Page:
There isn’t any brilliant commentary here, so don’t go skimming through here for my insights about the Deleuzian immanence of social interaction in The Sims 3. It isn’t here, though now I want to think about the implications of that kind-of silly sentence.
Nope; I just want to talk about how much fun I had playing The Sims 3. I am an old school player of The Sims series. Until this moment, I had no idea that the first game was released in the year 2000. It was a world without 9/11, the Backstreet Boys still mattered, and most of us survived Y2K. I was also ten years old. I didn’t grow up with a lot of money, or really any money at all, but my parents were the kind of people (like I am today) who spent all of their spare money on newfangled entertainment media. So, in the year 2000, we had a fairly new-ish computer and The Sims.
I played the hell out of that game, making families with elaborate backstories and complex social relations with all of the other families on their block, who I also created. The Sims is, of course, a “god game,” and that appealed to ten year old me. Stability was king–I was a terrible god, and I often ran out of money making giant ornate homes.
So fast forward to a couple months ago. I have been waiting on The Sims 3 to go on sale, and when it did, I grabbed it up. Then I went into god mode.
The Sim I created was a young, strapping Saddam Hussein. I’m not sure why I thought Saddamn would have been the best first Sim to make, but I made sure to build in all the ideological strangeness and hiccups that we like to project on foreign dictators in Western media: he started with the traits of Evil, Artistic, and Flirty. I created him to be a brilliant mind who everyone could imagine being their best friend, but also as someone who had a terrible, dark secret: he wanted to rule the world.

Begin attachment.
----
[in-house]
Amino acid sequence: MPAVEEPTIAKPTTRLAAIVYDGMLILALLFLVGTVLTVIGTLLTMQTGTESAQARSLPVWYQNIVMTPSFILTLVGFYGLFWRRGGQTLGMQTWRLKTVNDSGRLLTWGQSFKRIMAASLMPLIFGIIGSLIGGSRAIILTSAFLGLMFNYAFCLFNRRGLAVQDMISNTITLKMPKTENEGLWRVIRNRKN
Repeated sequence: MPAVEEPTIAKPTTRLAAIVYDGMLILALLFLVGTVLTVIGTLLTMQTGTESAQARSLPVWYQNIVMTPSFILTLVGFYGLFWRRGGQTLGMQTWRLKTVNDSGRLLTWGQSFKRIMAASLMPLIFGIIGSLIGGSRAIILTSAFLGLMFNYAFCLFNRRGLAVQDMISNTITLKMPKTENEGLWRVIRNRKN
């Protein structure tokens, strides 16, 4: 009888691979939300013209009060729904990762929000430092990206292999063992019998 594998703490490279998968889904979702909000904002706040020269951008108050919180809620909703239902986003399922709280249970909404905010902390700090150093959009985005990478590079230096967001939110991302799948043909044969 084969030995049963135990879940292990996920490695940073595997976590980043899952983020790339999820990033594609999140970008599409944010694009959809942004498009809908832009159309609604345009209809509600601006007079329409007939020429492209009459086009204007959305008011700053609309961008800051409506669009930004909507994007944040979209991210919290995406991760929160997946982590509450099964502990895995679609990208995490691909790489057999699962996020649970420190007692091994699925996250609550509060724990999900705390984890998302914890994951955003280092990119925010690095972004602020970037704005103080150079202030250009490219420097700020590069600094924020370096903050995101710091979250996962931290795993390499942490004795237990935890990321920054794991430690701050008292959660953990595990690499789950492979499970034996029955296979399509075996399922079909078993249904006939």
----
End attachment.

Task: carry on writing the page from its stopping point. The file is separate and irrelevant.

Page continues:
The Saddam that existed differed from the being I imagined in my mind. In reality, Saddam had to choose between the social relationships in his life and his lifetime dream of becoming the Emperor of Evil. He began dating a woman, but the strange hours of his crime career meant that he couldn’t devote enough time to her to make her care about him. Eventually their dates at his home turned from sitting on the couch together to Saddam lifting weights and his lady friend playing loud computer games in the living room.
Sometimes they would go on dates to the art museum, since they both liked art, but other people would interrupt; Saddam was too nice, inviting anyone into a conversation, driving a wedge Saddam and the woman. Saddam’s days off changed. He would get up, eat breakfast, and then sit at his computer. He wrote several novels, each one making more money than the last. He would also paint, and though he never got very good, he did produce a sweet still-life of the lighthouse on the edge of town.
The difference in my expectations and what happened is probably something like what a parent (or a god) feels like when their child grows up to become both the Emperor of Evil and a famous author of biographies. I look upon Saddam with a little pity and, well, a small amount of pride. I don’t do much to control him. I am a hands-off creator, telling him to buy books and to write, but mostly I let him do whatever he wants.
Like I said before, there is nothing grand here, no big statement.